- January 29th, 2008
- in Yachting
If you are ever wondering how the mega yacht services manage to get that hula skirt on the beach for a tropical luau or have a rare bottle of wine opened and poured just in time for lunch, well the chances are Frances David of Shore Side Services is behind the scenes, on the phone and getting it all organized quietly and calmly. Frances is the owner and one-woman show of Shore side Services, largely an administrative role for passing mega yachts in the BVI. Arriving in the BVI in 1981, Frances had successfully run Caribbean Connections before opening the Mega Yacht services company in 2003. Frances describes her role as “Interim mid charter provisioning on many different and bizarre levels.”
Mega Yachts passing through a port and calling on local help is not novel; it is established worldwide through an association of Yacht Support Services. In fact Captains list the BVI as one of their preferred destinations. From a crew perspective our slower-paced islands mean the Captain can keep an eye on the crew. Not going too far and holding and grooming staff over longevity is a key part of service. The Captains do find that having a major support system on the ground is vital to tapping into a network of sources.
Ships do pass in the night and it’s often the role of yacht support services to gather visa information, perform local maintenance and cater to special requests from visiting guests and owners. Frances describes some of her more interesting duties as “a swan, appearing elegant and graceful yet paddling furiously under the water.” In fact the guests would never know the trouble it took to fly in six hula skirts for a south island seas themed barbeque on a remote BVI island. Nor would they be aware that Earl Grey tea being served at 3pm on the top deck was flown in and couriered quiet as a mouse only six hours before. Captains are resourceful and need everything to look smooth, having the right girl in port is essential and many of the passing mega yachts have come to rely on Frances for her sourcing and administrative roles.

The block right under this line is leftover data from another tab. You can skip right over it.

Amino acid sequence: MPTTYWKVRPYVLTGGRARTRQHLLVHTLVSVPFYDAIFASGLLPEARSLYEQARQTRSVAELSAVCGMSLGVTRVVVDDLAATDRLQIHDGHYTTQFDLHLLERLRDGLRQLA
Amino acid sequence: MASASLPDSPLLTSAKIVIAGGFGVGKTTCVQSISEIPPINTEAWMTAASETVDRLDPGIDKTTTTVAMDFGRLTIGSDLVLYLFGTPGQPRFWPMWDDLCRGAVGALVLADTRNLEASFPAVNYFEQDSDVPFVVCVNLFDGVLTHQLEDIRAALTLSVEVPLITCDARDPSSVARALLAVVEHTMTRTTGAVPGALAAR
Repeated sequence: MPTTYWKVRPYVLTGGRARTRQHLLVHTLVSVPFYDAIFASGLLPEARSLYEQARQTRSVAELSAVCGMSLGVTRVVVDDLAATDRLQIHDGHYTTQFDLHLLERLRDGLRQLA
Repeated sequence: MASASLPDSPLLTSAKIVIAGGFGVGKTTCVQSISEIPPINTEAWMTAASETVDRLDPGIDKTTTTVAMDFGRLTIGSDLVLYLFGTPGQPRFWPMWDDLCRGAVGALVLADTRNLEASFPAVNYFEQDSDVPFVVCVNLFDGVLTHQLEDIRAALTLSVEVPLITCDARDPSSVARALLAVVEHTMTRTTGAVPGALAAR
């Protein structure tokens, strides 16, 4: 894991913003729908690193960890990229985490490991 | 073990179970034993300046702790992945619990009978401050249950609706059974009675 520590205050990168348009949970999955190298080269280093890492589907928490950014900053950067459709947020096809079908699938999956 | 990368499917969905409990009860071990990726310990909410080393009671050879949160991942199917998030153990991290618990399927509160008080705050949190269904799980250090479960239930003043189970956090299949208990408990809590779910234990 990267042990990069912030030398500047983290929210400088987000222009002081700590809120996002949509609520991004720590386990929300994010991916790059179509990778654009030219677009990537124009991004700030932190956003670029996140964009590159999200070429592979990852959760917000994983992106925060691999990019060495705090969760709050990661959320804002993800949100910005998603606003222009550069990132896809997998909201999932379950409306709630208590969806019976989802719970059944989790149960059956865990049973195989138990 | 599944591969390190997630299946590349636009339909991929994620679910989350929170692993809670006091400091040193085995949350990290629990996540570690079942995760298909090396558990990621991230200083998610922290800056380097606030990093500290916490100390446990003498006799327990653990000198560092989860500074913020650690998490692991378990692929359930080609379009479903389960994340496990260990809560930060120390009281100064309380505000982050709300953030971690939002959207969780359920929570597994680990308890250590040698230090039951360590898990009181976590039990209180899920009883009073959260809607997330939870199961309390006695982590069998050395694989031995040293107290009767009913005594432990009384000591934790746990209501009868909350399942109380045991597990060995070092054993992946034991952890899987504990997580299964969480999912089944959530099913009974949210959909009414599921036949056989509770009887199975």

In recent years mega yacht activity has increased in the BVI. Mega Yachts used to modern marina facilities accommodating their draft and every technical need are not set up everywhere in the BVI, despite the flow of vessels into the area. As a result many of the luxury yachts stay offshore and at the owner’s discretion remain quiet and unobserved. Frances points out that most of these vessels are “homes away from home and the individuals that enjoy them work extremely hard for privacy, at core are just enjoying a charter like any other.”
Shore Side services deals with the majority of the yachts' customs and immigration papers on their behalf, as well as arranging fuel and provisioning. Frances' role is to ensure a smooth passage through the BVI waters. A seamless trip for Captain, crew and guests helps ensure many return visits to the islands. And what the BVI does not have but Frances can find is done as quietly as possible, the lady loves milk tray.